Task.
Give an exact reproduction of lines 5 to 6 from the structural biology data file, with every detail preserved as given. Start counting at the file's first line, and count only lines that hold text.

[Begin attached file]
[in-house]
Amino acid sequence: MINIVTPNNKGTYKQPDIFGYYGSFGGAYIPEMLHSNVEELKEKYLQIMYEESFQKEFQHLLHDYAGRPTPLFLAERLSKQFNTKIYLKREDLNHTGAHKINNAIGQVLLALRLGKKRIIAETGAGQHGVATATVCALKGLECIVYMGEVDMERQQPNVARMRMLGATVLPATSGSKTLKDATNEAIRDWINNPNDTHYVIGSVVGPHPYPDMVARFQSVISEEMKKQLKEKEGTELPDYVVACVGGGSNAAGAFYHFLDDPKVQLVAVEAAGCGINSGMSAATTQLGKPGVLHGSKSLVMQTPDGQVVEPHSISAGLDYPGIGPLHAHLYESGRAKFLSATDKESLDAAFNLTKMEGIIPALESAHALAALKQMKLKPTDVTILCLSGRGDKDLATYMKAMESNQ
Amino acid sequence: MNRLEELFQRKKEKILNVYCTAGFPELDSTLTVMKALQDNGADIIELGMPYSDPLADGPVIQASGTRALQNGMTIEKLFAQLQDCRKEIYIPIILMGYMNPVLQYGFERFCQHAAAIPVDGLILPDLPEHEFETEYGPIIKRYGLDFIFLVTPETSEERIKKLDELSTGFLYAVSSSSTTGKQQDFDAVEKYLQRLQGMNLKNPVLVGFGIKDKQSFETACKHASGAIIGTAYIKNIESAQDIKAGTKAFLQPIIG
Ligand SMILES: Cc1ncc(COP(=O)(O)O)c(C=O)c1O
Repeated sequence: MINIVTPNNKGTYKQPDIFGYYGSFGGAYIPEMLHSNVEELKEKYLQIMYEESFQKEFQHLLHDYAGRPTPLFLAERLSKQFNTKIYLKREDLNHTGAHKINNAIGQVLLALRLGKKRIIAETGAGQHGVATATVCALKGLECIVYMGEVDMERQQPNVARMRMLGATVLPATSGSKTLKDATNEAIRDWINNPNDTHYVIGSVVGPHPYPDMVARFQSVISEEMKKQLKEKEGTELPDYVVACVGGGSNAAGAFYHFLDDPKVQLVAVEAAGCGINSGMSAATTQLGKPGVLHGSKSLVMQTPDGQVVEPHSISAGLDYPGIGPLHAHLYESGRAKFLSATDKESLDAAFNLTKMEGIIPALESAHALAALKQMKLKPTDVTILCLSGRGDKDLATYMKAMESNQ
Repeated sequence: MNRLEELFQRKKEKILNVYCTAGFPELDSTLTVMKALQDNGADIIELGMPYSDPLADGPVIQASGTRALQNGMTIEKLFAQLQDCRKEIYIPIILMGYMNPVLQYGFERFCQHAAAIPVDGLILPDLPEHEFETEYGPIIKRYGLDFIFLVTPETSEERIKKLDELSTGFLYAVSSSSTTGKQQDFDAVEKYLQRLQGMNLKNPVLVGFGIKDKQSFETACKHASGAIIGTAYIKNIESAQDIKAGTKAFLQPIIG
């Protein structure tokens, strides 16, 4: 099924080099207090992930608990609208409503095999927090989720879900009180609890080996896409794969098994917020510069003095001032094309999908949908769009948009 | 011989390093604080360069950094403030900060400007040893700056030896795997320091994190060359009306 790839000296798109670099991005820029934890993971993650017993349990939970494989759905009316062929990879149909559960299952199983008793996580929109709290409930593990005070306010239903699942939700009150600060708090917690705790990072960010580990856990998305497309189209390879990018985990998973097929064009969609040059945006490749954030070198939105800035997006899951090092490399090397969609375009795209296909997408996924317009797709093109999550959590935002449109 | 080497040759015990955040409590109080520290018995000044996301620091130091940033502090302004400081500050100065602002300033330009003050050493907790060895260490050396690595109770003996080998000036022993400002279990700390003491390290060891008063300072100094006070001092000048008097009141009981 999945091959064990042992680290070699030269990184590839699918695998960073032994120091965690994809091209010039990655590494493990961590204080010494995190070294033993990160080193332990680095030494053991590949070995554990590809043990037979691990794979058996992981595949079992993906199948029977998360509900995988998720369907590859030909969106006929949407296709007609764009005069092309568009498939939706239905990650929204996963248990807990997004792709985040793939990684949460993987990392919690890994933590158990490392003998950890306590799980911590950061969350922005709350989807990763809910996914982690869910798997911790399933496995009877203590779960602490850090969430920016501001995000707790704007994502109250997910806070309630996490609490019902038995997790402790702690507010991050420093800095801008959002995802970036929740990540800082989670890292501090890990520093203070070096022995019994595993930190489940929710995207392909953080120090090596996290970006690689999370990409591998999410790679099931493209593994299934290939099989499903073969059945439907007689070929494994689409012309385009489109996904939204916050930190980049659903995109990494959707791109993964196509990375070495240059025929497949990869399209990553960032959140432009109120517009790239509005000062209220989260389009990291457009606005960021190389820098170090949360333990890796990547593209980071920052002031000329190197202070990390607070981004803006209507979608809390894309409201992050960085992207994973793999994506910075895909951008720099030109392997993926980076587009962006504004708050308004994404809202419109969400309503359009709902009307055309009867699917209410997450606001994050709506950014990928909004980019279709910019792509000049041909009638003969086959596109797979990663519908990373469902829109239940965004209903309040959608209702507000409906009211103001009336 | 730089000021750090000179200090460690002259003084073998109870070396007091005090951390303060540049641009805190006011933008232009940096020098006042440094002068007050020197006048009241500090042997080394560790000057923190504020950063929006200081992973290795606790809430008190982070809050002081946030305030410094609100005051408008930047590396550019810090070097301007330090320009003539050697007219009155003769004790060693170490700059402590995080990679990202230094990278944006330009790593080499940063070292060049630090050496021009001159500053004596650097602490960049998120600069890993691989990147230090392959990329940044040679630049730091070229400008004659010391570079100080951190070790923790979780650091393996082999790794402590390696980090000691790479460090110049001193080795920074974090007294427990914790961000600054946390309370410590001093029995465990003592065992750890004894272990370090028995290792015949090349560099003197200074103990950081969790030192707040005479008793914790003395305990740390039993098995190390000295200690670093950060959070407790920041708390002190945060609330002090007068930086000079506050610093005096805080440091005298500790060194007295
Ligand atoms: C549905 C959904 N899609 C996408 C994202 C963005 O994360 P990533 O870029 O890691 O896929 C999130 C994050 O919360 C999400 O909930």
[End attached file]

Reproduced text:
Repeated sequence: MINIVTPNNKGTYKQPDIFGYYGSFGGAYIPEMLHSNVEELKEKYLQIMYEESFQKEFQHLLHDYAGRPTPLFLAERLSKQFNTKIYLKREDLNHTGAHKINNAIGQVLLALRLGKKRIIAETGAGQHGVATATVCALKGLECIVYMGEVDMERQQPNVARMRMLGATVLPATSGSKTLKDATNEAIRDWINNPNDTHYVIGSVVGPHPYPDMVARFQSVISEEMKKQLKEKEGTELPDYVVACVGGGSNAAGAFYHFLDDPKVQLVAVEAAGCGINSGMSAATTQLGKPGVLHGSKSLVMQTPDGQVVEPHSISAGLDYPGIGPLHAHLYESGRAKFLSATDKESLDAAFNLTKMEGIIPALESAHALAALKQMKLKPTDVTILCLSGRGDKDLATYMKAMESNQ
Repeated sequence: MNRLEELFQRKKEKILNVYCTAGFPELDSTLTVMKALQDNGADIIELGMPYSDPLADGPVIQASGTRALQNGMTIEKLFAQLQDCRKEIYIPIILMGYMNPVLQYGFERFCQHAAAIPVDGLILPDLPEHEFETEYGPIIKRYGLDFIFLVTPETSEERIKKLDELSTGFLYAVSSSSTTGKQQDFDAVEKYLQRLQGMNLKNPVLVGFGIKDKQSFETACKHASGAIIGTAYIKNIESAQDIKAGTKAFLQPIIG